LKJ Cholesky Covariance Priors for Multivariate Normal Models

While the inverse-Wishart distribution is the conjugate prior for the covariance matrix of a multivariate normal distribution, it is not very well-suited to modern Bayesian computational methods. For this reason, the LKJ prior is recommended when modeling the covariance matrix of a multivariate normal distribution.

To illustrate modelling covariance with the LKJ distribution, we first generate a two-dimensional normally-distributed sample data set.

In [1]:
%matplotlib inline
In [2]:
from warnings import filterwarnings
In [3]:
from matplotlib.patches import Ellipse
from matplotlib import pyplot as plt
import numpy as np
import pymc3 as pm
import seaborn as sns
In [4]:
filterwarnings('ignore', message='findfont')
In [5]:
SEED = 3264602 # from random.org

np.random.seed(SEED)
In [6]:
N = 10000

μ_actual = np.array([1, -2])
Σ_actual = np.array([[0.5, -0.3],
                     [-0.3, 1.]])

x = np.random.multivariate_normal(μ_actual, Σ_actual, size=N)
In [7]:
var, U = np.linalg.eig(Σ_actual)
angle = 180. / np.pi * np.arccos(np.abs(U[0, 0]))
In [8]:
fig, ax = plt.subplots(figsize=(8, 6))

blue, _, red, *_ = sns.color_palette()

e = Ellipse(μ_actual, 2 * np.sqrt(5.991 * var[0]),
            2 * np.sqrt(5.991 * var[1]),
            angle=angle)
e.set_alpha(0.5)
e.set_facecolor(blue)
e.set_zorder(10);
ax.add_artist(e);

ax.scatter(x[:, 0], x[:, 1], c='k', alpha=0.05, zorder=11);

rect = plt.Rectangle((0, 0), 1, 1, fc=blue, alpha=0.5)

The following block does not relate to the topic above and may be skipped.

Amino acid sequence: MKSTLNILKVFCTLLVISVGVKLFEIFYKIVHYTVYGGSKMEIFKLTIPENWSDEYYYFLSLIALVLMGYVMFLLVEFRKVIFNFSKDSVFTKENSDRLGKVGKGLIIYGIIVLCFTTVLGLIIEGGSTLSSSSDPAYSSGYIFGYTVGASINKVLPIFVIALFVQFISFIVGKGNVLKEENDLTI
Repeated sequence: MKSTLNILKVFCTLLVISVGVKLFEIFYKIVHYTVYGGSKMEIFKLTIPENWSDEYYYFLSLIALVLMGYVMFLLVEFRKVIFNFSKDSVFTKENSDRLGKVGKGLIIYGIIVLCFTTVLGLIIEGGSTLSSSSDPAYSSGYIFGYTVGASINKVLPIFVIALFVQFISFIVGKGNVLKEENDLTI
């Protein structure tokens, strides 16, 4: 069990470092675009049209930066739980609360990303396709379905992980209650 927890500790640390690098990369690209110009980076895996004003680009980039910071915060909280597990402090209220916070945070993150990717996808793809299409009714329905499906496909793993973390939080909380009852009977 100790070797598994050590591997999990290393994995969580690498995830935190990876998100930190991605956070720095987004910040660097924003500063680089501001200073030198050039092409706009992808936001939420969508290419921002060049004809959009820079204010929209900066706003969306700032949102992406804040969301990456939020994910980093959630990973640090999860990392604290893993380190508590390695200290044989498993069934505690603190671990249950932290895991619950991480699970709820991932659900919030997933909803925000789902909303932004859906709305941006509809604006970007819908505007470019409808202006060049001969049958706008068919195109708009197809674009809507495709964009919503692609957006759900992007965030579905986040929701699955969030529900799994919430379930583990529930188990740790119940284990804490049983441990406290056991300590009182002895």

ax.legend([rect], ['95% density region'], loc=2);
../_images/notebooks_LKJ_9_0.png

The sampling distribution for the multivariate normal model is \(\mathbf{x} \sim N(\mu, \Sigma^{-1})\), where \(\Sigma\) is the covariance matrix of the sampling distribution, with \(\Sigma_{ij} = \textrm{Cov}(x_i, x_j)\). The density of this distribution is

\[f(\mathbf{x}\ |\ \mu, \Sigma^{-1}) = (2 \pi)^{-\frac{k}{2}} |\Sigma|^{-\frac{1}{2}} \exp\left(-\frac{1}{2} (\mathbf{x} - \mu)^{\top} \Sigma^{-1} (\mathbf{x} - \mu)\right).\]

The LKJ distribution provides a prior on the correlation matrix, \(\mathbf{C} = \textrm{Corr}(x_i, x_j)\), which, combined with priors on the standard deviations of each component, induces a prior on the covariance matrix, \(\Sigma\). Since inverting \(\Sigma\) is numerically unstable and inefficient, it is computationally advantageous to use the Cholesky decompositon of \(\Sigma\), \(\Sigma = \mathbf{L} \mathbf{L}^{\top}\), where \(\mathbf{L}\) is a lower-triangular matrix. This decompositon allows computation of the term \((\mathbf{x} - \mu)^{\top} \Sigma^{-1} (\mathbf{x} - \mu)\) using back-substitution, which is more numerically stable and efficient than direct matrix inversion.

PyMC3 supports LKJ priors for the Cholesky decomposition of the covariance matrix via the LKJCholeskyCov distribution. This distribution has parameters n and sd_dist, which are the dimension of the observations, \(\mathbf{x}\), and the PyMC3 distribution of the component standard deviations, repsectively. It also has a hyperparamter eta, which controls the amount of correlation between components of \(\mathbf{x}\). The LKJ distribution has the density \(f(\mathbf{C}\ |\ \eta) \propto |\mathbf{C}|^{\eta - 1}\), so \(\eta = 1\) leads to a uniform distribution on correlation matrices, while the magnitude of correlations between components decreases as \(\eta \to \infty\).